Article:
Before I say anything, let me start by saying bonne année, bonne santé, et plein de bonnes choses….
There. Now that the annual Happy New Year-wishing obligation is taken care of, we can start the year. 4 New Year’s Eves in Paris and I’m still not totally used to how seriously they take their bonne années here, but I’m getting the hang of it.
A look back on 2018
2018 was a busy year! Work, travel, family, friends… it was a year chock-full of bonnes choses. Before moving on to what’s to come in the next year, I always enjoy looking back on the past 12 months to recap and remember all the things that happened. Time passes so insanely quickly, it’s easy to forget how much you can do in a year.
In 2018 I….
- Started a new job
- Had a massive leak in our (newly finished) ceiling [still not repaired]
- Visited Beirut
- Was visited by my parents, and went to Provins then Marseille, Cassis, the Luberon
- Turned 30… and celebrated it at Disneyland Paris
- Went to London for work
- Went to London for fun – to see Hamilton!
- Fell in love with Cabourg
- Watched an open-air opera of Carmen in front of a chateau
- Saw my friends get married in front of zebras at the San Francisco Zoo
- Went to New Orleans for work
- Visited Copenhagen
- Ate, drank, and saw more wonderful things than I can count
Happy New Year 2019
What’s to come in 2019? That’s a very good question. I suspect that this year will bring a lot of unexpected things. Unlike past years, I don’t have a checklist of significant events that I know will come to pass; there’s no apartment to buy, I’m not moving to a new country (that I know of…), and my job is good and stable. There are no milestones or major life events anticipated for this year so I can’t wait to see what happens.
The only thing I know for sure is planned for 2019? Travel. Like any good française, I’m already deep in the planning for where we’ll travel this year. We’re way behind the competition who have certainly already booked their August vacations and bought train tickets for their endless weekends away. Short weekends, long escapes, we’ll see where we find ourselves in the months to come.
I had long joked that for my impending 30th birthday, I wanted to gather a bunch of my friends and go to Disneyland. I thought, what’s more ridiculous and silly than for a bunch of adults to go to Disney? And while it did start as a joke, over time, I really came to love the idea 1) because it is silly to celebrate your 30th birthday in a children’s theme park, and 2) because I love Disney and why the hell not.
So when my 30th actually rolled around, Frenchman and I thought… let’s do it!
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Having visited nearly all of the major sites that Paris has to offer on their first and second trips to France, when my parents came to visit this spring, we were looking for something to do outside of the city. We had visited Versailles last year, so that was out. We discussed Fontainebleau or Chantilly or Vaux le Vicomte but my dad just wasn’t interested in more chateaux, no matter how impressive.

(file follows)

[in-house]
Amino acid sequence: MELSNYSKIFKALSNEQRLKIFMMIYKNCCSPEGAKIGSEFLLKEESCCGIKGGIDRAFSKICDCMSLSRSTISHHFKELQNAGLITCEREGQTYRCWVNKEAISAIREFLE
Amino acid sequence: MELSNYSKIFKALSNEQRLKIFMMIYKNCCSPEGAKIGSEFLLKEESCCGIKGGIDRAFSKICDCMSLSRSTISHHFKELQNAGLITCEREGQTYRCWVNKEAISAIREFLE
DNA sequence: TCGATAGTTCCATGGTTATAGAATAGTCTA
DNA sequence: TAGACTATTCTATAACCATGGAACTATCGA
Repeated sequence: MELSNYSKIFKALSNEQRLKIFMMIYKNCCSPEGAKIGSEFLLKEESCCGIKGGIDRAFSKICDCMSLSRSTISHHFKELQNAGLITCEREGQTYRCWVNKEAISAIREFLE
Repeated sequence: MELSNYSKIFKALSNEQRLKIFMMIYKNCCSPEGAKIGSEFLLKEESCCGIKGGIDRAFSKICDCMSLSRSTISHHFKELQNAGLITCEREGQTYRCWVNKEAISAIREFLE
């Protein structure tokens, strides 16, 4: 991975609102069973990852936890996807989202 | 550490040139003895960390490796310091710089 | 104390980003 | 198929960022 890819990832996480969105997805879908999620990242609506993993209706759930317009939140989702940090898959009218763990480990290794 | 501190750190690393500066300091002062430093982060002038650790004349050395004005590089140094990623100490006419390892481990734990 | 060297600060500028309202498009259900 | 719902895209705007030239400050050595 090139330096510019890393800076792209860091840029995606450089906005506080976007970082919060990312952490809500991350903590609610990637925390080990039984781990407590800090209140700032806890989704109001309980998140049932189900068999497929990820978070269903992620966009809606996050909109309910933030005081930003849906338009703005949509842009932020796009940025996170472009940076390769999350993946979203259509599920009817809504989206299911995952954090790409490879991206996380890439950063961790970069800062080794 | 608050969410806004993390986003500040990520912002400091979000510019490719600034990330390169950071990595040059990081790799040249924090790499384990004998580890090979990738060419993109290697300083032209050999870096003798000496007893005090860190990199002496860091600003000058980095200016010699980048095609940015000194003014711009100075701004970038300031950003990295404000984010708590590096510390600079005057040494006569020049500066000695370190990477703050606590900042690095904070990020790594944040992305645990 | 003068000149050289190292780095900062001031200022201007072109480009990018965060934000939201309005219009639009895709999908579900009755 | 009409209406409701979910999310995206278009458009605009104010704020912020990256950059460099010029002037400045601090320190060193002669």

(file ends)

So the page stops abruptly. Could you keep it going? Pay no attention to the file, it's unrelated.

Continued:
What he wanted was something not too museum-y. Something old. Something village-y.
The village of Provins
We settled on Provins, a medieval walled city located just an hour from Paris. Not to be confused with Provence, this village is a World Heritage Site known for the 13th century walls surrounding it and its 12th century tower. It’s also a very easy train ride from Gare de l’Est for a few euro (or included in your Navigo!)
We arrived at the station in Provins, which is located down in the modern part of town, and hopped on the little shuttle bus that takes you up to the old city. In theory, this bus makes several stops, and we had planned to get off in the lower city for lunch, but the bus never stopped and never gave any indication that getting off was an option. SO directly to the old city we went.
The shuttle drops you off at the tourist center, where you can buy tickets to the various activities, including falconry shows and jousts. We skipped that and walked up to the gates of the walled city.
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I did it. I finally got my hair cut in France.
To explain how serious this situation was, let me explain. It had been a full 2 years since I’d had a real haircut (before I moved to France).
Now, I’m already pretty bad at scheduling haircuts at home, in English. I wait ages until we’re way past acceptable length to actually make the call because it can just be such a hassle. It took me years to find a salon in Boston that I liked and would regularly schedule appointments with because my requirements are, apparently, complex. They are as follows: 1) good with curly hair, 2) open late enough on weekdays to go after work, 3) online appointment booking.
Online appointment scheduling should be standard for every salon. There. I said it.
It just makes sense! Who has the time to call, and then when they inevitably offer you a day or time that fits none of the original availability you’ve given them, you have to go back and forth wasting everyone’s time. Why not just provide a calendar that we can all check at our leisure and click on the timeslot that matches up with our own schedules? But I digress…
Since this is Paris, I knew there was no way I would find online booking in a salon here. The bigger hurdle was getting up the courage to actually go for the cut with a language barrier of unknown proportions. (What’s the lingo for layers and low-maintenance, no I don’t own a blow dryer that works here, and no I don’t style it, well, ever, in French?) It’s hard enough to explain to a stylist exactly what you want in your own language. Doing it in French is a real risk. Continue reading →